The first thing to do is see if your campus already has a chess club. The second is to put up flyers around campus, send out email chains and hope to catch the eye of some hidden chess masters. When I started at FSU there was a defunct webpage advertising weekly club meetings, when I finally found the club it was two guys sitting at a picnic table playing without a clock. FSU Chess was fortunate to have a kind of rebirth this year and though the club is basically starting from scratch, there are new members and a new President.
Now if you haven’t already inferred it from my own participation, I should mention that the Pan Am allows graduate students to participate, which is really, really swell. I optimistically assumed that, with all the smart math and science grads on campus, I should be able to find 3 other somewhat strong players (I use ‘strong’ abusively loosely as I myself am under 2000).
I will tell you right now one of the biggest issues will be the dates. It is a lot to ask for many students to cut into their family time over winter break to go compete against a bunch of much higher rated teams. In the end, FSU will send a streamlined team of four.
Entry into the tournament this year was only $200 for the entire team regardless of whether you have 4 players or 6. Since most of us are the stereotypically starving scholarship students that price tag was most appreciated. The eligibility requirements pretty much come down to you being a full-time, degree-seeking student with at least a 2.0, which in college terms these days is the equivalent of having a pulse.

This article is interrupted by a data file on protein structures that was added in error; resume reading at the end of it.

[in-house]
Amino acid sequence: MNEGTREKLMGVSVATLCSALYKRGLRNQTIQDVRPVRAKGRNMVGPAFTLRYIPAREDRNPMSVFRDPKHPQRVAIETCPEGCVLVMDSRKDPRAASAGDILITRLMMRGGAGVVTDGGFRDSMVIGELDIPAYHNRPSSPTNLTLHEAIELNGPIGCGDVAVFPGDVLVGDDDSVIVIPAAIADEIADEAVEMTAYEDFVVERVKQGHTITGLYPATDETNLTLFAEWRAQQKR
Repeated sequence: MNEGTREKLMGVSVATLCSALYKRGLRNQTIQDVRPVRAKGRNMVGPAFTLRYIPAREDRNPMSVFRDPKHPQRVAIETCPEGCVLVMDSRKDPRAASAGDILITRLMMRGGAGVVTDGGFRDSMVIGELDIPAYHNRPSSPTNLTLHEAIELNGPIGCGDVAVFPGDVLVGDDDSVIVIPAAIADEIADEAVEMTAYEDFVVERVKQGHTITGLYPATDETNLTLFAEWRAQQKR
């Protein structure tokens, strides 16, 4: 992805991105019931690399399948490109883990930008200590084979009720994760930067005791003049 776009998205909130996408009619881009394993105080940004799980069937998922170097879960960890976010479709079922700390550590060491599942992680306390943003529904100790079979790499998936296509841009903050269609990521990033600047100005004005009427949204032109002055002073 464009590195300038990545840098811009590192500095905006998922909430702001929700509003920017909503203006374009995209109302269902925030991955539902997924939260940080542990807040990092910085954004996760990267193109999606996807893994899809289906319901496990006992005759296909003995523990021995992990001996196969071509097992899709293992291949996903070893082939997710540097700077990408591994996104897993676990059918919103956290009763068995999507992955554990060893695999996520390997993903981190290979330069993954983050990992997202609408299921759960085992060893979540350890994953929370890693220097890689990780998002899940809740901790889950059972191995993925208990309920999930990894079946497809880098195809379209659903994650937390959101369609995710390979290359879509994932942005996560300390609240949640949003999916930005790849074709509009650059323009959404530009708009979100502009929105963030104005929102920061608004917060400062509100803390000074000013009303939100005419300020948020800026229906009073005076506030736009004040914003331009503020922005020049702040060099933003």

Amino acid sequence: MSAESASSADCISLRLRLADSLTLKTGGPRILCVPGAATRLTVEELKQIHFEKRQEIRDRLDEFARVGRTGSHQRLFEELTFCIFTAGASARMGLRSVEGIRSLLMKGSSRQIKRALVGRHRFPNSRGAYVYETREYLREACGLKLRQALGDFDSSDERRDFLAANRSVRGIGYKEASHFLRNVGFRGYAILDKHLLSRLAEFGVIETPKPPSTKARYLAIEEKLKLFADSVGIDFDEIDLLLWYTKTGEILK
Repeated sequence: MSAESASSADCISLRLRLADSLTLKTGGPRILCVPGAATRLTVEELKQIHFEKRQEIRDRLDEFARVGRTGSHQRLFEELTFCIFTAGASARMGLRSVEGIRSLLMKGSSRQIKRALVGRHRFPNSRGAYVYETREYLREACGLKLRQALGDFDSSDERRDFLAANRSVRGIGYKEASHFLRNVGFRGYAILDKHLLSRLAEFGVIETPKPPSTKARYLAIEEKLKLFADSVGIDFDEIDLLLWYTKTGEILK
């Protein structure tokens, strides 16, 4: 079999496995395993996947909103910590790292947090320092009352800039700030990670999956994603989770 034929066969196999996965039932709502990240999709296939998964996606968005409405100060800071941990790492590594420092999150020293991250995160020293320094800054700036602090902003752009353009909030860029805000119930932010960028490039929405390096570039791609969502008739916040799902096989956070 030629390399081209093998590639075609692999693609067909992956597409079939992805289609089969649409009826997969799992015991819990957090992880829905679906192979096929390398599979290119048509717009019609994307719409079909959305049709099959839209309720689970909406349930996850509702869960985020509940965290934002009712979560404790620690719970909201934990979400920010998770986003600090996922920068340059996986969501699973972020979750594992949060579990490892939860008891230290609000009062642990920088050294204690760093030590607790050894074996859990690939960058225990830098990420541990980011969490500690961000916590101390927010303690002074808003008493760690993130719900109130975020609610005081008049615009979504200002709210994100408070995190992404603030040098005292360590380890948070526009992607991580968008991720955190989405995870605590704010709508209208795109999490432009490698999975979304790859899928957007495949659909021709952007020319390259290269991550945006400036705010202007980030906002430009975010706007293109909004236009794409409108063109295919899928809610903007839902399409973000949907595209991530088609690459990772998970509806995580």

The rules seemed designed to ensure that there are no ringers disguised as a student with a backward baseball cap and book bag taking 1 credit of underwater basket weaving a semester. There are modified rules for titled players, i.e. IMs and GMs, but that’s all beyond my clearance level. Bring the rules to your school’s office of registrar where each member will need to turn in a signed form allowing the school to release confirmation of your eligibility to the host school.
Other than actually forming the team finding funding is the other big obstacle. Of course each team member can dig into his or her own pockets, but if you’re anything like our team all you might find is lint and student debt. Note that finding that bankroll will directly be tied to finding teammates so don’t leave this until the last minute (like we almost did). After seriously considering participating in clinical trials we finally contacted the student activities office, which then referred us to the Student Government Association.
Now I must confess as far back as middle school I always thought of student government as a joke, but allow me to stand corrected because they swooped down and came to our aid like the Justice League dealing out much needed dollar sign shaped hope. We filled out a request form detailing the exact cost of the trip then presented a proposal to a committee. At FSU it was the Resource for Travel Allocation Committee (RTAC for short).